How to Create a React.js Support Ticketing System Using MongoDB

How to Create a React.js Support Ticketing System Using MongoDB  #mongodb

  • const TicketSchema = new Schema({ name: { type: String, required: true }, email: { type: String, required: true }, status: { type: String, required: true }, message: { type: String, required: true } }, { timestamps: true });
  • Make sure that your action types have the appropriate actions available and import them so that your action can dispatch it.
  • Our API endpoint is going to point to a function inside a controller file that will save the data received from our client into our mongoDB. Go ahead and create a controller for our tickets, controllers/_ticket-control.js .
  • Creating a form and sending the data to an action
  • The Axios post request sends an object containing the name, email, and message.

What this tutorial will do is show you how to use Mongoose to save information into a MongoDB and use Axios to send information from your client to your API

@scalegridio: How to Create a React.js Support Ticketing System Using MongoDB #mongodb

09 August 2016 on tutorial, api, mongodb, react, axios

In the last article I wrote we talked about how to create a Redux-Form inside a React/Redux application. Now I want to put that form to work for us, and create a simple support ticketing system using a Node.js/Express server and Mongoose to talk to a MongoDB. This will get us some good working knowledge of how to use Redux-Form, but more importantly, we’ll work with Mongoose and API’s in general.

Warning: This tutorial only covers specific elements of the MERN stack process. As such it won’t go into much detail on actions, action types, reducers, or even Redux and React. What this tutorial will do is show you how to use Mongoose to save information into a MongoDB and use Axios to send information from your client to your API. If that’s alright with you, let’s get buckled in!

You’ll be able to view the entire tutorial at this gist.

What do we need to get started?

You’re going to need both an API and a Client side application for this project. You can get started with creating your first API with this tutorial and you can also break into a simple “hello world” React app with this one.

You are also going to need a MongoDB to work with. You can set one up locally, but I would recommend heading over to mLab where you can create a free sandbox to play with.

. Inside this file, we want to import some basic dependencies, define them, and then export the TicketSchema.

property for things like the user’s email and their message. I’ve gone ahead and populated a schema for this tutorial:

parameter I specified at the end is a nifty little tool that will store information like when the ticket was created, and when it was modified. It’s all handled directly inside MongoDB.

data that we received by saving what we anticipate being in them to variables for later use.

You’ll notice that you then incorporated some error handling to make sure that the client is sending all of the information that is going to be needed. Should these conditions fail to be met, it will simply stop the function and return a 422 error and describe what was missing.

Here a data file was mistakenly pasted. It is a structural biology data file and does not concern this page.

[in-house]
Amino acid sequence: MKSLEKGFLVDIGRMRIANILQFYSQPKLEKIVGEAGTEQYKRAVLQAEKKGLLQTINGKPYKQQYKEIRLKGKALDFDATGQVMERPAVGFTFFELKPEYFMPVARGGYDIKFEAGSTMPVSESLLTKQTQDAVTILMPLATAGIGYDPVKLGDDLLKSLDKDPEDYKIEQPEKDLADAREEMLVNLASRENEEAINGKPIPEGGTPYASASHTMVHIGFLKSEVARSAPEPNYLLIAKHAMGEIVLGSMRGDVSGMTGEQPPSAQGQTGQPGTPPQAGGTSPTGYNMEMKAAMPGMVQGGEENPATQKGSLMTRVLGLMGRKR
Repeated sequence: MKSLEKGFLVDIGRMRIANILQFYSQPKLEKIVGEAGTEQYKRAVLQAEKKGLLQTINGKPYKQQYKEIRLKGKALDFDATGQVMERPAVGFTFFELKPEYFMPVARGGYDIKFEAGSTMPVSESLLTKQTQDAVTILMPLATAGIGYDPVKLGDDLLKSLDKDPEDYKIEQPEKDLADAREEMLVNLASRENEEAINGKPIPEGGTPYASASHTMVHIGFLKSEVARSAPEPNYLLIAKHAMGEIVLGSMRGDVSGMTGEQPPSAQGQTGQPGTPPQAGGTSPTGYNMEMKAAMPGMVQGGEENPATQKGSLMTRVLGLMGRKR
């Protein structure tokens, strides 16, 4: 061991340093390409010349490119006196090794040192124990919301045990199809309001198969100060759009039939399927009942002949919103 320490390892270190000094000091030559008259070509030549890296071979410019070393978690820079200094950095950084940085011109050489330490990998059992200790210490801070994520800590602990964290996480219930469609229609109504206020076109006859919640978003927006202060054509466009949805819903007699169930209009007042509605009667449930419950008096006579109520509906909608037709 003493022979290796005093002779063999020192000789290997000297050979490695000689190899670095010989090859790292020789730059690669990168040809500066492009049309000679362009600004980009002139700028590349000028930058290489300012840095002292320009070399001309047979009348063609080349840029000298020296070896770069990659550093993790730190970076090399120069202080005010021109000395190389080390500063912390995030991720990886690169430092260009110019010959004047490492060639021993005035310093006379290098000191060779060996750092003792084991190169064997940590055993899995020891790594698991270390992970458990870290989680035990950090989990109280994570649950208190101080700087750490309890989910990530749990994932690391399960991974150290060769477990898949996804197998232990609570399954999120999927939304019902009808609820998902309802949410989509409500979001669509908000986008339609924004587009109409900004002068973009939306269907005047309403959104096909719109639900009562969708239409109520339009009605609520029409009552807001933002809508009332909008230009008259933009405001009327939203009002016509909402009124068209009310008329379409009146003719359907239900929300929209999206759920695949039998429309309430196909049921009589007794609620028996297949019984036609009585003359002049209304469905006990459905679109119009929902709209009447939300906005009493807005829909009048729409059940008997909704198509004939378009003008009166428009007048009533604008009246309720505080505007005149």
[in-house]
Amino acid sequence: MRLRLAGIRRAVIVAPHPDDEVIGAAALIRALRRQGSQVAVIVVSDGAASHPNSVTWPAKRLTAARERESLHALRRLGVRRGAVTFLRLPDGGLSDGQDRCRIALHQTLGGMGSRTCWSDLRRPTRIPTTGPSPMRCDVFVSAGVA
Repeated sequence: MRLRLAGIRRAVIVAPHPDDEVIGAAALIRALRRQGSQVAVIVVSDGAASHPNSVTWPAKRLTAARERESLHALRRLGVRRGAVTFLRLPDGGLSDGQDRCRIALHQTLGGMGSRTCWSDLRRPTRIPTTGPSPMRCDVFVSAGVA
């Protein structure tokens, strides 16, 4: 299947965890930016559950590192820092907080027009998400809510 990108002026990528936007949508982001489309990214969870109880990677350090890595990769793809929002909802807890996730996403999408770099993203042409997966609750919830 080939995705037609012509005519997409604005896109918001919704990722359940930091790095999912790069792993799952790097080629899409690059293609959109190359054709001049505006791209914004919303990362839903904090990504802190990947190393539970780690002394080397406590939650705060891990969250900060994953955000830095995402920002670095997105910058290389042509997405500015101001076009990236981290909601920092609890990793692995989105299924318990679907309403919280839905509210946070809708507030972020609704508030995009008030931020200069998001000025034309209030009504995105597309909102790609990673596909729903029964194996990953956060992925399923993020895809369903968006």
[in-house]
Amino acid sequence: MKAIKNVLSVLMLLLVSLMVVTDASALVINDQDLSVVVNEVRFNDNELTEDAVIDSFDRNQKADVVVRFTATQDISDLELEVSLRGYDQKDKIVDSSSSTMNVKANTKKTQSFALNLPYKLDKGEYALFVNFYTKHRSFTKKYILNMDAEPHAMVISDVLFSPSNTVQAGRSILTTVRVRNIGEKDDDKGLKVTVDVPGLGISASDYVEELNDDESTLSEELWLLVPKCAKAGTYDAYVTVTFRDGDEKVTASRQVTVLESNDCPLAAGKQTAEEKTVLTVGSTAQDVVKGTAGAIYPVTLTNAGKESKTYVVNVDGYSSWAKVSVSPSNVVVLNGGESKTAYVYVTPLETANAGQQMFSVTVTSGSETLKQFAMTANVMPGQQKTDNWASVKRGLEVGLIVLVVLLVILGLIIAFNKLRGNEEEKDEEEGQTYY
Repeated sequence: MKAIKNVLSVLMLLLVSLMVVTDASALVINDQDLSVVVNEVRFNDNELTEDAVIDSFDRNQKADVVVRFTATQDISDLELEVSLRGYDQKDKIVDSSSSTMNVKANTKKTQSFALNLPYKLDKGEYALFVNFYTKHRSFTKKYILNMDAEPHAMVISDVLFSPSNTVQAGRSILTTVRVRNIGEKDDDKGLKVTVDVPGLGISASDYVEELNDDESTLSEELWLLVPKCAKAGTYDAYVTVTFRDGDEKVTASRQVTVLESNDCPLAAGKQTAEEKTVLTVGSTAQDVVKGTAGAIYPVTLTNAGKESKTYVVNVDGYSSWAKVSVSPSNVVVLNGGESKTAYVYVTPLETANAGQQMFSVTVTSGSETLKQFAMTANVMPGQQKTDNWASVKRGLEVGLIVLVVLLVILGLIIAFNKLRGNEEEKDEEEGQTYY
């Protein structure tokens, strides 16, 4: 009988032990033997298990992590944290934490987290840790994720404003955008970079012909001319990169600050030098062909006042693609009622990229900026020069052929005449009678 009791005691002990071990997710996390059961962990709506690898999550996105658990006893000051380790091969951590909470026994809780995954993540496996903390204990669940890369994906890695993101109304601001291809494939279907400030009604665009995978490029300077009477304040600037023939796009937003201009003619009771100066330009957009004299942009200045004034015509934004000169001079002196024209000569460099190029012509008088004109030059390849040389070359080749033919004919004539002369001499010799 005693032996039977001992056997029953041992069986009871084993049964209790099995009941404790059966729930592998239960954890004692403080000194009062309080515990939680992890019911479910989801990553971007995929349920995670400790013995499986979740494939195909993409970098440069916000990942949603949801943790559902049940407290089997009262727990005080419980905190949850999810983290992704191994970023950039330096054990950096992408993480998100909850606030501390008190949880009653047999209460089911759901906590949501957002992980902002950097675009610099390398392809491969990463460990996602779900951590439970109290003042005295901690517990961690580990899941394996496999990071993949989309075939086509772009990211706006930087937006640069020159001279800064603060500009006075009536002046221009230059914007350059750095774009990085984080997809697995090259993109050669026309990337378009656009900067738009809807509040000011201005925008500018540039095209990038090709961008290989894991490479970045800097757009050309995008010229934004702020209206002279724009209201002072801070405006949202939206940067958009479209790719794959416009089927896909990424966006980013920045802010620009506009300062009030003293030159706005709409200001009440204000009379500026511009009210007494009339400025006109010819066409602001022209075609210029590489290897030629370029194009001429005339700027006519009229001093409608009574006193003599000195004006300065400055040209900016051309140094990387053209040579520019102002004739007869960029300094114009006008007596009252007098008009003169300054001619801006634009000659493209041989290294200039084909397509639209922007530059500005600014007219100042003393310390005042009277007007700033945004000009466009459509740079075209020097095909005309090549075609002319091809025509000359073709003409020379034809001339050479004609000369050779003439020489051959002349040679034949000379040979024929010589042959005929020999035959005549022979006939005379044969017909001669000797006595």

to save it into our document. Some more error handling follows this if something should go wrong, but if it’s a success we send the 201 and a success message.

file.

Also be sure that you’re installing and importing mongoose:

, and call the proper function from there:

And with that, our API is all set up to receive our new ticket from a troubled user!

next.

file (or wherever you’re storing your action creators) let’s build out a post request with Axios. Make sure that your action types have the appropriate actions available and import them so that your action can dispatch it.

and directing it to the route we created earlier we are able to pass data to the function that will save this data in our database. The Axios post request sends an object containing the name, email, and message. Then when it receives the 201 response from our server it dispatches the action type and passes the payload to our reducers to update the app state with the success message.

All done!

This tutorial covered a lot of topics pretty quickly. You created a schema that defined what your support tickets were going to look like, then you allowed an API call to save a new ticket into your Mongo database. You also created a connection between your client and your server with Axios that sends your Redux-Form properties. All in all a pretty good day!

This concept can be manipulated in a number of ways to handle various situations, like saving just about anything to your database. Using this method to save user information is not recommended though as it does not include any encryption for their passwords. It is nonetheless an efficient way to handle simple (nonreal-time) messages, events, contacts, or support tickets.

Thanks for reading, if you have questions don’t be afraid to ask below. Your feedback is appreciated as well so that I can continue to improve these tutorials. If you have any suggestions for topics, please leave those as well!

Until next time, happy coding!

You can view the source code for this entire tutorial at this gist.

How to Create a React.js Support Ticketing System Using MongoDB